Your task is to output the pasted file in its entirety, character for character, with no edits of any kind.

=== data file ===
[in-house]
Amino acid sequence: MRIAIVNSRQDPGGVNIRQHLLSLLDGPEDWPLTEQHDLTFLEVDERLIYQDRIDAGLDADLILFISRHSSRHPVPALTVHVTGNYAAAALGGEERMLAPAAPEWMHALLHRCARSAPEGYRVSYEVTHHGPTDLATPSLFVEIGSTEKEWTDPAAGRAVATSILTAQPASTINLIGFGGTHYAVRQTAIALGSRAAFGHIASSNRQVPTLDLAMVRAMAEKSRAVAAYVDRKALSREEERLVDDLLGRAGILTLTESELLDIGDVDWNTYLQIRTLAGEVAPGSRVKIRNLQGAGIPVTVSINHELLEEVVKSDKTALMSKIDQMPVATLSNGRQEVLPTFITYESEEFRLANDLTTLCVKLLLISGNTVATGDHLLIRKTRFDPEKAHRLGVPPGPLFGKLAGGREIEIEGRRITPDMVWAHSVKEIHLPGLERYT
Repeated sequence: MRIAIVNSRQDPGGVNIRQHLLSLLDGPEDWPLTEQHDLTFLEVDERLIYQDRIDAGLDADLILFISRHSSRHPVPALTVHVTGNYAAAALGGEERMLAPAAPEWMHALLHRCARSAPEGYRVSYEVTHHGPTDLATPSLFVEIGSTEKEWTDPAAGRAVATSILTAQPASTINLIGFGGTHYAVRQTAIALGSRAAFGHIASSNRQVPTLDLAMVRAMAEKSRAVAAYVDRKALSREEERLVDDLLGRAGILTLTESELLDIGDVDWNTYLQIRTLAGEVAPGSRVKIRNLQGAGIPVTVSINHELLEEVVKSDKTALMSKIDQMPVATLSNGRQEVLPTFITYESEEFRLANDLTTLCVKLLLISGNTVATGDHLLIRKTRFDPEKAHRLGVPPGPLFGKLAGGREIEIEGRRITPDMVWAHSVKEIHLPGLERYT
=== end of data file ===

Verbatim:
[in-house]
Amino acid sequence: MRIAIVNSRQDPGGVNIRQHLLSLLDGPEDWPLTEQHDLTFLEVDERLIYQDRIDAGLDADLILFISRHSSRHPVPALTVHVTGNYAAAALGGEERMLAPAAPEWMHALLHRCARSAPEGYRVSYEVTHHGPTDLATPSLFVEIGSTEKEWTDPAAGRAVATSILTAQPASTINLIGFGGTHYAVRQTAIALGSRAAFGHIASSNRQVPTLDLAMVRAMAEKSRAVAAYVDRKALSREEERLVDDLLGRAGILTLTESELLDIGDVDWNTYLQIRTLAGEVAPGSRVKIRNLQGAGIPVTVSINHELLEEVVKSDKTALMSKIDQMPVATLSNGRQEVLPTFITYESEEFRLANDLTTLCVKLLLISGNTVATGDHLLIRKTRFDPEKAHRLGVPPGPLFGKLAGGREIEIEGRRITPDMVWAHSVKEIHLPGLERYT
Repeated sequence: MRIAIVNSRQDPGGVNIRQHLLSLLDGPEDWPLTEQHDLTFLEVDERLIYQDRIDAGLDADLILFISRHSSRHPVPALTVHVTGNYAAAALGGEERMLAPAAPEWMHALLHRCARSAPEGYRVSYEVTHHGPTDLATPSLFVEIGSTEKEWTDPAAGRAVATSILTAQPASTINLIGFGGTHYAVRQTAIALGSRAAFGHIASSNRQVPTLDLAMVRAMAEKSRAVAAYVDRKALSREEERLVDDLLGRAGILTLTESELLDIGDVDWNTYLQIRTLAGEVAPGSRVKIRNLQGAGIPVTVSINHELLEEVVKSDKTALMSKIDQMPVATLSNGRQEVLPTFITYESEEFRLANDLTTLCVKLLLISGNTVATGDHLLIRKTRFDPEKAHRLGVPPGPLFGKLAGGREIEIEGRRITPDMVWAHSVKEIHLPGLERYT